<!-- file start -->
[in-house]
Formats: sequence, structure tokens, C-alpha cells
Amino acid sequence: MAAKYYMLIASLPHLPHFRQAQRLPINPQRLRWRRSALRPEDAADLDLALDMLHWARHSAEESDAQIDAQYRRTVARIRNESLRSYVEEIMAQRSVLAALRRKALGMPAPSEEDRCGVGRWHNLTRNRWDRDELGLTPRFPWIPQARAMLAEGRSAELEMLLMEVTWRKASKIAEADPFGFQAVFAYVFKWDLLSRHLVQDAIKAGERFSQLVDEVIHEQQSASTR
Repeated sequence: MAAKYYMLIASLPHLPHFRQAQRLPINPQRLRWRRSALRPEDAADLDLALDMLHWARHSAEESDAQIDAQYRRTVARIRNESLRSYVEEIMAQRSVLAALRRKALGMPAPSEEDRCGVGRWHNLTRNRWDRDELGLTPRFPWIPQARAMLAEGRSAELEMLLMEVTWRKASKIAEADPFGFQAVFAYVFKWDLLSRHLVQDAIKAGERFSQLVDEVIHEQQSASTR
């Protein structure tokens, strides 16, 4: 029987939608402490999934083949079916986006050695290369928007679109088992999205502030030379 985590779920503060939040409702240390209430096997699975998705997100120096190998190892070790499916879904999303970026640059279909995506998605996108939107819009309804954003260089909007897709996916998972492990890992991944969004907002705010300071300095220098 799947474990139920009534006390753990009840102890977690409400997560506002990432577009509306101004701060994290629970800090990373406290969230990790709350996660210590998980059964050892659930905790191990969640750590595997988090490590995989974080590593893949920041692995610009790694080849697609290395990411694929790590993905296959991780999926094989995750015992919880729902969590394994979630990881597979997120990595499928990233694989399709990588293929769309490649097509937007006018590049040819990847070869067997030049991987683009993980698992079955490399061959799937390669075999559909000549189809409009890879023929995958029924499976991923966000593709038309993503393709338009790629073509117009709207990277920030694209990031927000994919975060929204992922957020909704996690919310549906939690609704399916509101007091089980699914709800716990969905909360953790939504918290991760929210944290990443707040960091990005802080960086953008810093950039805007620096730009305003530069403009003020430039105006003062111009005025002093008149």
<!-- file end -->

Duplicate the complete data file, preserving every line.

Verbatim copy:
[in-house]
Formats: sequence, structure tokens, C-alpha cells
Amino acid sequence: MAAKYYMLIASLPHLPHFRQAQRLPINPQRLRWRRSALRPEDAADLDLALDMLHWARHSAEESDAQIDAQYRRTVARIRNESLRSYVEEIMAQRSVLAALRRKALGMPAPSEEDRCGVGRWHNLTRNRWDRDELGLTPRFPWIPQARAMLAEGRSAELEMLLMEVTWRKASKIAEADPFGFQAVFAYVFKWDLLSRHLVQDAIKAGERFSQLVDEVIHEQQSASTR
Repeated sequence: MAAKYYMLIASLPHLPHFRQAQRLPINPQRLRWRRSALRPEDAADLDLALDMLHWARHSAEESDAQIDAQYRRTVARIRNESLRSYVEEIMAQRSVLAALRRKALGMPAPSEEDRCGVGRWHNLTRNRWDRDELGLTPRFPWIPQARAMLAEGRSAELEMLLMEVTWRKASKIAEADPFGFQAVFAYVFKWDLLSRHLVQDAIKAGERFSQLVDEVIHEQQSASTR
């Protein structure tokens, strides 16, 4: 029987939608402490999934083949079916986006050695290369928007679109088992999205502030030379 985590779920503060939040409702240390209430096997699975998705997100120096190998190892070790499916879904999303970026640059279909995506998605996108939107819009309804954003260089909007897709996916998972492990890992991944969004907002705010300071300095220098 799947474990139920009534006390753990009840102890977690409400997560506002990432577009509306101004701060994290629970800090990373406290969230990790709350996660210590998980059964050892659930905790191990969640750590595997988090490590995989974080590593893949920041692995610009790694080849697609290395990411694929790590993905296959991780999926094989995750015992919880729902969590394994979630990881597979997120990595499928990233694989399709990588293929769309490649097509937007006018590049040819990847070869067997030049991987683009993980698992079955490399061959799937390669075999559909000549189809409009890879023929995958029924499976991923966000593709038309993503393709338009790629073509117009709207990277920030694209990031927000994919975060929204992922957020909704996690919310549906939690609704399916509101007091089980699914709800716990969905909360953790939504918290991760929210944290990443707040960091990005802080960086953008810093950039805007620096730009305003530069403009003020430039105006003062111009005025002093008149």